Over 85% of the clients I’ve worked with report experiencing writer’s block. It’s a very widespread phenomenon—and an absolutely miserable feeling. There’s nothing more frustrating than sitting in front of your computer, pilule the minutes ticking by, pharmacy and not getting any writing done.
The good news is that writer’s block is a completely curable condition. Here are a few tricks to help you get started writing when you’re feeling stuck:
Reward yourself. Instead of procrastinating by getting a cup of coffee or checking Facebook, troche why not use those distractions as rewards once you’ve done your writing? Set yourself a modest goal—say, writing for 15 minutes—and then give yourself a little reward once it’s done. You’ll enjoy the treat that much more if you’ve accomplished something you’re proud of.
Try freewriting. If you’re having trouble warming to your topic, try writing about something else instead. Set a timer, and spend 10 minutes or so writing about anything you want. Don’t pressure yourself to write about any particular topic—just write. You can write about your morning commute, you can write about last night’s game, you can write about the thing that’s worrying you the most, or you can pick another topic that appeals to you. The point is just to start writing somewhere. Once you’re warmed up, you can focus on the topic you need to write about.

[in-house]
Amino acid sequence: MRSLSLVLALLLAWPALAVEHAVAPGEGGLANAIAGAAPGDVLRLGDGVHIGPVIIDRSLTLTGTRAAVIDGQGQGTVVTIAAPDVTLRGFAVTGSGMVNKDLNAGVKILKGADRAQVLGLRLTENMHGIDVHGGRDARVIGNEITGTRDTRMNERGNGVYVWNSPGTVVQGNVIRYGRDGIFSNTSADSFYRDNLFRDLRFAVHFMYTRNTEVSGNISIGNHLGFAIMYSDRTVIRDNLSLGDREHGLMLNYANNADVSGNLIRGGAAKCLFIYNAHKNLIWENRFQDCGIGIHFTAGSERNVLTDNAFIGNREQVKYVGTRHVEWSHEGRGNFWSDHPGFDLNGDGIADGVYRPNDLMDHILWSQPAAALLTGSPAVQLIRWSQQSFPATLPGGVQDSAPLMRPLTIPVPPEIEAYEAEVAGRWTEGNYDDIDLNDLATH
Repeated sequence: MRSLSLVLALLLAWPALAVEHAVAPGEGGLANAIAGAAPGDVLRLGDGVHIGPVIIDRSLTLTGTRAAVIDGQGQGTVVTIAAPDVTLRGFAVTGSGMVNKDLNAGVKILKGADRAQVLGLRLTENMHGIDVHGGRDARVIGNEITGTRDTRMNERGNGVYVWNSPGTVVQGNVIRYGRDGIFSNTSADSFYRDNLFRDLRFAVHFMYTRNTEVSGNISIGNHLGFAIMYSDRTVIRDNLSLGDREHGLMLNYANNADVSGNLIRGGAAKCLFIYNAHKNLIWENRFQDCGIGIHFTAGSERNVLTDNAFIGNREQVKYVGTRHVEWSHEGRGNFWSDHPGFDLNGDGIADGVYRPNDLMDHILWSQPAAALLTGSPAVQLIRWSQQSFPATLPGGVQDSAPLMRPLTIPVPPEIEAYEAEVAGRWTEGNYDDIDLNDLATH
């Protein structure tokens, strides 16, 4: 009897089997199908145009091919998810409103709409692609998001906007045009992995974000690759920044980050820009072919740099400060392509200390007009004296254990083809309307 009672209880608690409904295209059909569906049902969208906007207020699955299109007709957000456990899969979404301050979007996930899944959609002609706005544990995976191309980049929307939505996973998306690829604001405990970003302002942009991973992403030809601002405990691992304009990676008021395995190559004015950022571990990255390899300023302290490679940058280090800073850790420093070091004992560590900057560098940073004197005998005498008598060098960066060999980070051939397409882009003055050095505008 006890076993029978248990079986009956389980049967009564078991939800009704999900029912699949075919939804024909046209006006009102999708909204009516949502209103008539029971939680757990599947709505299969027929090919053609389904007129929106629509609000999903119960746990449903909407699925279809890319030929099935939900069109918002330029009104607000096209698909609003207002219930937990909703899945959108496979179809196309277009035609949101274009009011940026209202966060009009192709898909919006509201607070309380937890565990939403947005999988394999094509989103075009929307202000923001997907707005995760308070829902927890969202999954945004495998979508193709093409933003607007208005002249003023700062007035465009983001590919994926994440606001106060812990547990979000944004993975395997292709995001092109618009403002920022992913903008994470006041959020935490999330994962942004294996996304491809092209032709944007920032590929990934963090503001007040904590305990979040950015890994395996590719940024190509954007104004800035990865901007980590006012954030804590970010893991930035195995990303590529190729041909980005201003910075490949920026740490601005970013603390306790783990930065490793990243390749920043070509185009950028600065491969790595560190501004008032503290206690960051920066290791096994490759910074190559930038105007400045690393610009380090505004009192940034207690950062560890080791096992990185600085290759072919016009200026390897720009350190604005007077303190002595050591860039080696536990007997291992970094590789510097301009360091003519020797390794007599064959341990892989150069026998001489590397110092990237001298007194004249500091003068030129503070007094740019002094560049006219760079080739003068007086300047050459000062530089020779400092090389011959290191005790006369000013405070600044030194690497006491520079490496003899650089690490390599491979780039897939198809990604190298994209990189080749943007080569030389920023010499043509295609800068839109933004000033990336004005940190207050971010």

Write it badly. Writer’s block often results from anxiety about the quality of our writing. Somewhere deep down, we feel that our writing product isn’t going to be very good, so we hesitate even to begin. Defuse this problem by deliberately writing badly. Focus on your content, and then write it out ungrammatically, colloquially…as badly as you possibly can. By writing out your content badly, you’ve tricked yourself into writing a first draft. Once you have it all written down, you can set about revising your draft and making it more presentable.
I’ll be sharing more tricks for overcoming writer’s block in future posts. With one or two of these techniques in your arsenal, you’ll soon be writing freely and comfortably.
New argument against the serial comma: it takes up a valuable character on Twitter.